Monday, May 23, 2011

Top Ten Books You Lied About

This week's Top Ten meme at The Broke and the Bookish asks us to list the top ten books you've lied about... lied about reading, about not reading, about liking or disliking, etc. This will definitely be a short list, because I'm having a hard time thinking of these.

Gossip Girl by Cecily von Ziegesar- I liked the show, so I read the first few books. I'm somewhat embarrassed about it, so I usually omit that I have read them. They are quick reads though, and might show up on my beach reads list next week.

Lord of the Rings by J.R.R. Tolkien- I was at a work event and they were playing the "stand up, sit down" game. If you had not read the Lord of the Rings, you were supposed to sit down. You all have no idea how badly I wanted to lie and stay standing. I've meant to read these books, and I'm ashamed as an English Literature graduate that I haven't read them I did read The Hobbit, though, so that's a start.

The Canterbury Tales by Geoffrey Chaucer- I have this on my "read" list on Goodreads, but I've never read all of them. I even rated it four stars, but that's because I loved the tales I did read. Yep, I've only read some of the tales, and it was for school.

The Waste Land by T.S. Eliot- The Waste Land is a 15 page poem. I had to read it multiple times in a 2-3 week period and then write a paper praising it. I was so sick of it by that point, but I wrote the paper as if I wasn't.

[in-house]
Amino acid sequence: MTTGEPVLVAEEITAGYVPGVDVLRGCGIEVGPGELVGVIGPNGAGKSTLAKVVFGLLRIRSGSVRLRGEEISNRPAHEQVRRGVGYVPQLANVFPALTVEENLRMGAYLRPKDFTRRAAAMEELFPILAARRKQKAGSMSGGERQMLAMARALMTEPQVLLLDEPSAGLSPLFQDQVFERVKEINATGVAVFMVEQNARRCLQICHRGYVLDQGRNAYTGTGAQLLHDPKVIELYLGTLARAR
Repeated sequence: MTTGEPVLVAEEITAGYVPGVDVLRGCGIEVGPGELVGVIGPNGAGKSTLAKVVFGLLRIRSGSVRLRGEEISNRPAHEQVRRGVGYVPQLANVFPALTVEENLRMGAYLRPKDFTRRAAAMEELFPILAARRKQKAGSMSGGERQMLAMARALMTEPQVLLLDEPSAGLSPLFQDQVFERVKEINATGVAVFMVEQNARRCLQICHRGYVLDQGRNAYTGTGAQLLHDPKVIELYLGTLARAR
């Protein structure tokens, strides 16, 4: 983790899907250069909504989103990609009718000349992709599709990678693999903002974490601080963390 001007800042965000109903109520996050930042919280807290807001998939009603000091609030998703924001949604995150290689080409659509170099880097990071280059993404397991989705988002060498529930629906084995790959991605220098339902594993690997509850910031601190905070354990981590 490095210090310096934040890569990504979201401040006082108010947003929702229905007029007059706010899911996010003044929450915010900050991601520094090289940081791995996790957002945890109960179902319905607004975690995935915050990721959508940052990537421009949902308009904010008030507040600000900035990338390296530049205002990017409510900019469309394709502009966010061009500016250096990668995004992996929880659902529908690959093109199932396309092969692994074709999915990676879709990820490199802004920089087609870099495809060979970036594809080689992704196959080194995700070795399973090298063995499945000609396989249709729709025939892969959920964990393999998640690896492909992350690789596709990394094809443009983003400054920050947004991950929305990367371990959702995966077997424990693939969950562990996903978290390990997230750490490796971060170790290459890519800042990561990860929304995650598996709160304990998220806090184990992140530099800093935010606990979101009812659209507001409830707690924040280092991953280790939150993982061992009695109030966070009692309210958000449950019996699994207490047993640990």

Friday, May 20, 2011

Friday flops

Sweet Valley Confidential: Ten Years Later by Francine Pascal- I loved this series growing up, but it was just a bad idea to pick this up. Obviously I knew it wouldn't be amazing or even well-written, but I had a previous connection to the characters, and wanted a beach read for my California vacation. It was just a bad idea all around. This review at the book blog Stacked says it all. I agree with her completely, but would go one step further. I wouldn't even recommend it if you were a Sweet Valley reader in the past.

This Girl Is Different by JJ Johnson- I'm interested in homeschooling, plus I love to read anything that's not mainstream culture. When I saw this book on Netgalley, I requested it and thought I would really enjoy it. The portrayal of homeschoolers was too stereotypical, and the ending was just too perfect.

Thursday, May 19, 2011

Something Blue by Emily Giffin

Something Blue is Darcy's side of the story. Everything that happens in Something Borrowed is seen from her point of view, and then the story continues. I didn't think I would like this book. Darcy was so unlikable to me. I'm glad I read it. It's fun and I would still consider it "chick lit," but there's an undeniable message. It's a story of maturing and moving on with your life. And (spoiler alert) by the end of the book I loved Darcy. She grows leaps and bounds in the two years after the initial story.

Warning: don't see the movie Something Borrowed until after you've read this book. It changed a part from the first book that somewhat ruined Darcy's love story for me. Yes, she finds true love too, and it's wonderful.

Wednesday, May 18, 2011

Something Borrowed by Emily Giffin

I took this book on vacation with me, and it was a perfect beach read. Perfect. I had been avoiding this book, since I'm not the biggest fan of "chick lit," but then I saw a preview for the movie. I like the actors in the movie, especially John Krasinski, and it looked really cute. I decided to read the book before I saw the movie and I'm glad I did.